Seventh, the North-South Line shares one major maintenance facility at Bishan Depot with the East-West Line, whereas the Downtown Line has its own facility at Gali Batu. This is a critical difference which I will elaborate later.
Technology advancement partly explains the differences. But there is a major factor underpinning the stark differences. Thirty years ago, Singapore's per capita GDP was about $16,000, last year in 2016, it has grown more than four times to about $73,000.
It was a very different era. Finance was tight, so we really had to scrutinise every dollar of spending.
The government of the day thought very hard if we could really afford an MRT line. It took months to think through and debate through this major strategic decision.
It was not easy. Some of you who are younger might not remember.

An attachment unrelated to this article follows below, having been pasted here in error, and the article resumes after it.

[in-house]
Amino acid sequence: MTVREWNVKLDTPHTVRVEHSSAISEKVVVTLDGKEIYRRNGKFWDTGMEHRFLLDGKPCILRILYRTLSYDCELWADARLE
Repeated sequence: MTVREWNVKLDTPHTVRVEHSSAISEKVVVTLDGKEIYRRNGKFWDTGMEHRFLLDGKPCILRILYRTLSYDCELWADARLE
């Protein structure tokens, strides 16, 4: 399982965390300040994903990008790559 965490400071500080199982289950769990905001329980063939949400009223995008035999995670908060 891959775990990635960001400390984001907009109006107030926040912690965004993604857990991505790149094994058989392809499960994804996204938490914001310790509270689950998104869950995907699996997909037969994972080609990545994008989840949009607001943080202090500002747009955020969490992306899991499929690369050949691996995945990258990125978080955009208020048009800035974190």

But I remember, as a civil servant, the big debate which was televised on the options - an all-bus system or an MRT system.
There were proponents for the MRT, as a city without MRT is almost impossible. But there were others who were extremely worried whether we can really afford it.
So sometimes today we spend money as if money comes easily. We forget that it was not too long ago. So when there are people who criticise the North-South and East-West Lines on why we did not do this and that, we were simply short of cash.
Since we are at an MRT depot, let me use our expenditure on depots as an illustration. For 30 years, we have only the Bishan Depot to support two major MRT lines, for all their major maintenance overhaul activities.
This is a severe handicap for our engineering and maintenance crew.